ICBC Claims: Mild Traumatic Brain Injury
The term “mild traumatic brain injury” (MTBI) describes the physical injury to the brain but not the effects of the injury. In some cases, the physical injury may be mild, but the symptoms and effects may cause severe disability. Each case should be looked at individually in order to properly assess the impact of such an injury.
There are a number of challenges in MTBI cases for both the victim and the lawyer.
The first difficulty is that MTBI injuries are often difficult to diagnose. There might be no outward indication of an injury, such as bruising, on the head. A person does not have to strike their head for an injury to have occurred; MTBI can occur just from shaking or jarring. Injury victims may deny loss of consciousness – a sign of having suffered a MTBI- because they may not be aware of it, or it was so brief.
Ambulance crews and ER doctors are very busy and the subtle signs of a MTBI may be overlooked.
Even MRI scans done shortly after the injury may not detect the damage to the brain because the injury occurs on a cellular level. MRI scans performed several months later will likely appear normal.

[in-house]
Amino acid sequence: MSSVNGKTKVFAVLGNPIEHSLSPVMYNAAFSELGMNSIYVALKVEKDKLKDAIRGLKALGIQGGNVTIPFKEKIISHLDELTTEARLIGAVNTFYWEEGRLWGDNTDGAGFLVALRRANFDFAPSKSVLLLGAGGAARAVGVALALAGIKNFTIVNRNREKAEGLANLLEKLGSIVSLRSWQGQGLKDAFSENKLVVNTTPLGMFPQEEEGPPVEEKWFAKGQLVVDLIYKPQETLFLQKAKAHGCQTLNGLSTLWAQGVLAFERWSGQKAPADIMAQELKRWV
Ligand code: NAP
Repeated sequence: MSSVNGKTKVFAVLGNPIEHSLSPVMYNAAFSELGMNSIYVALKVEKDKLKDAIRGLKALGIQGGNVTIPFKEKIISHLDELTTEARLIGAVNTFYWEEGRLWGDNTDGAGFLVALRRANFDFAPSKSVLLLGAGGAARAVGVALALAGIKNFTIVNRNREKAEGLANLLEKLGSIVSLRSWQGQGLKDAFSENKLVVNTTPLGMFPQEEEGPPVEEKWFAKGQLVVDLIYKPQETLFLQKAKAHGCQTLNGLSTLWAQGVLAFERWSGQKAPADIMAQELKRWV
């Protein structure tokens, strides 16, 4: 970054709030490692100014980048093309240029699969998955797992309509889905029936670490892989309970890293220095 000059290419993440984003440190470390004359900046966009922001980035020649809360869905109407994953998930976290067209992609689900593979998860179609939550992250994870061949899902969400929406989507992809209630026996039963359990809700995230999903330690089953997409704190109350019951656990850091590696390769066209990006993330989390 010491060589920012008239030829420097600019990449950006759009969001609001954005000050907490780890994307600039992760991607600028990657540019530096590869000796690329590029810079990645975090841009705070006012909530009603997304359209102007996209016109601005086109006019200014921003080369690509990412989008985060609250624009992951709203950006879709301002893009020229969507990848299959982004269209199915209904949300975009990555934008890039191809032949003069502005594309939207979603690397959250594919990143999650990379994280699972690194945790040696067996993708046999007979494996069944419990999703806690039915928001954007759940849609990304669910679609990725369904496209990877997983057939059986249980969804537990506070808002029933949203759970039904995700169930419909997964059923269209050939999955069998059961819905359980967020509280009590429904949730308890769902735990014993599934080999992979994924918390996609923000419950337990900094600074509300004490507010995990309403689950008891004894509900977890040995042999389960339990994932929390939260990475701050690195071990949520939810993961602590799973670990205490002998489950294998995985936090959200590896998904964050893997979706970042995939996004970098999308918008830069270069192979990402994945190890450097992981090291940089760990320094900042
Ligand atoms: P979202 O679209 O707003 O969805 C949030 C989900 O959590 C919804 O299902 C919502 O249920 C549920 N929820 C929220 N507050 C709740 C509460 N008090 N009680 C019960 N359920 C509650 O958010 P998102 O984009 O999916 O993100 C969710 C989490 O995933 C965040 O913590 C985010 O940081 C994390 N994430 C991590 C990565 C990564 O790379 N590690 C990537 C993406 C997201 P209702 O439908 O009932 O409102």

Another problem is that many of the typical symptoms of a mild traumatic brain injury such as fatigue, headaches, depression, memory loss, personality changes and difficulties with learning and focusing, tend to mirror psychological conditions or injuries.
All of these difficulties raise issues with respect to proving causation, that is, proving the accident caused an injury or the injury and the effects that are claimed. Defence counsel will assemble experts to deny both the injury and the effects of the injury.
This means that more than in some other cases, the evidence of family, friends and co-workers who have known the victim before and after the injury will be of great importance to establish the threshold question of causation. Of course, such evidence is also necessary to prove the nature and extent of the effects of the injury.
This article is for general information only, and should not be relied on as legal advice in any particular case. Consult a lawyer for advice on your case.
At our firm the lawyer to consult is Patrick McMurchy. To schedule an initial consultation with Patrick McMurchy, please call 250-753-6435 or email: email@example.com.